CMA wins in Court of Appeal in Cérélia/Jus-Rol merger case

11 Apr 2024

The Court of Appeal has handed down judgment today dismissing Cérélia’s appeal from the Competition Appeal Tribunal on all grounds. Both the Court of Appeal and the CAT upheld the decision of the CMA to require Cérélia to divest the Jus-Rol business that it had acquired in 2022.

The judgment is of interest in two important respects. First, it provides an analysis of the scope of judicial review by the CAT in merger cases. Second, it considers the circumstances in which the CMA is entitled to extend the statutory timetable within which it must conclude a merger investigation for “special reasons”.

Cérélia and Jus-Rol both supply dough-to-bake products to grocery retailers in the UK. Jus-Rol is the leading brand of such products, which include filo and shortcrust pastry, and bake-at-home croissants. Cérélia is the leading supplier of supermarket own-label dough-to-bake products, and also provides contract manufacturing services to Jus-Rol. The CMA found that the merger of the two suppliers would give rise to a substantial lessening of competition in the market for the wholesale supply of dough-to-bake items, and imposed a requirement of divestiture by way of remedy. Following an unsuccessful appeal to the Competition Appeal Tribunal (whose judgment of 1 September 2023 is here), Cérélia appealed to the Court of Appeal on five grounds.

By its first two grounds, Cérélia alleged that the CMA had acted irrationally and unfairly in concluding that the merged entity would not be kept in competitive check by two alternative suppliers of dough-to-bake products. In dismissing that complaint, the Court of Appeal conducted a valuable review of the scope of judicial review by the CAT in merger cases. It emphasised that the CAT was required to conduct a deep dive into the evidence, to enable it to make an informed decision as to the adequacy of the evidential underpinning of the CMA’s decision, and hence as to the legitimacy of its determination and evaluation of the facts. The Court of Appeal made clear that because of the CAT’s expertise, it was quite possible that the CAT would be critical of relatively complex evaluations by the decision maker, even where a non-specialist court might not be. In the present case, however, the CMA’s approach had been logical and rational, and there had been sufficient material before the CMA for it to find as it did. Further, the CMA’s consultation of the parties through the provision of its Provisional Findings had been fair.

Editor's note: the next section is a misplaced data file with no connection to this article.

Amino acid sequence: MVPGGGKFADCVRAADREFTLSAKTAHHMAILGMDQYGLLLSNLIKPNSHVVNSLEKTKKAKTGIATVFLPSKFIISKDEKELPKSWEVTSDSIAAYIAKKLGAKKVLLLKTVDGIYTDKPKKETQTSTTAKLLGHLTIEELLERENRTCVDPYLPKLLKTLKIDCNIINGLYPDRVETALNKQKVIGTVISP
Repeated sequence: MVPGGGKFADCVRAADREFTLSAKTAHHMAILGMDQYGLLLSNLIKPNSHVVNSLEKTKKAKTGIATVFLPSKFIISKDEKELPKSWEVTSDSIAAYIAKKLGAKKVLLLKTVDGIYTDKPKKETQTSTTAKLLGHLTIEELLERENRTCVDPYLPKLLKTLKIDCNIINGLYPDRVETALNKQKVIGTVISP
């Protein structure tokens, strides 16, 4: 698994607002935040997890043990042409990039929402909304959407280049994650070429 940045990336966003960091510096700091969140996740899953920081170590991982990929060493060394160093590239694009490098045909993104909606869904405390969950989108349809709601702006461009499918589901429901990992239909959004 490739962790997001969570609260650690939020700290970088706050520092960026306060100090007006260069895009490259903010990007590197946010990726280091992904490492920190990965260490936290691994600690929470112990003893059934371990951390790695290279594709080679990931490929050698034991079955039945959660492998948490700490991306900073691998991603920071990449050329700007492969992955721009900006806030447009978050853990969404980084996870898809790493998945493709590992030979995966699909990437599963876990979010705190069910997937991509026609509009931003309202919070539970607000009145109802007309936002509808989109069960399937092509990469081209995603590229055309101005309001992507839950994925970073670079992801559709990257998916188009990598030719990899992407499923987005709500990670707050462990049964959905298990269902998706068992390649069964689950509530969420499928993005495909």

Cérélia’s third ground concerned the CMA’s decision to extend time for completing its investigation for “special reasons”, under section 39(3) of the Enterprise Act 2002. The Court of Appeal held that the CAT had not erred in concluding that the CMA had been entitled to extend time on the facts of this case. It declined to lay down any canonical definition of “special”, given the fact and context specific nature of the test. It rejected Cérélia’s submission that such reasons were required to be “exceptional” in nature. The requirements of fairness were a relevant consideration which could inform the “special reasons”. Whether the reasons given by the CMA were in fact “special” was ultimately a matter of legal classification, and hence one for the CAT, but the CAT would take into account that Parliament had accorded a relatively broad discretion on the CMA.

Lastly, Cérélia’s fourth and fifth grounds concerned the question of the effect of any unlawful decision by the CAT to extend time. Since Ground 3 had been dismissed, these grounds had become academic. However, the Court of Appeal addressed them in any event. Cérélia had argued that the result of an unlawful extension was that the CMA’s final decision would have been made out of time – and that the consequence was that the merger should be treated as having been cleared. The Court of Appeal rejected that submission, holding that such a result would be inconsistent with the intention of Parliament. Instead, the CAT had a discretion as to whether to quash an unlawful decision to extend time and it would have been a rational exercise of that discretion to uphold the final decision in this case.

The Court of Appeal’s judgment is here.

Alison Berridge appeared for Cérélia.

Robert Palmer KC led for the CMA. Michael Armitage also appeared for the CMA in the CAT.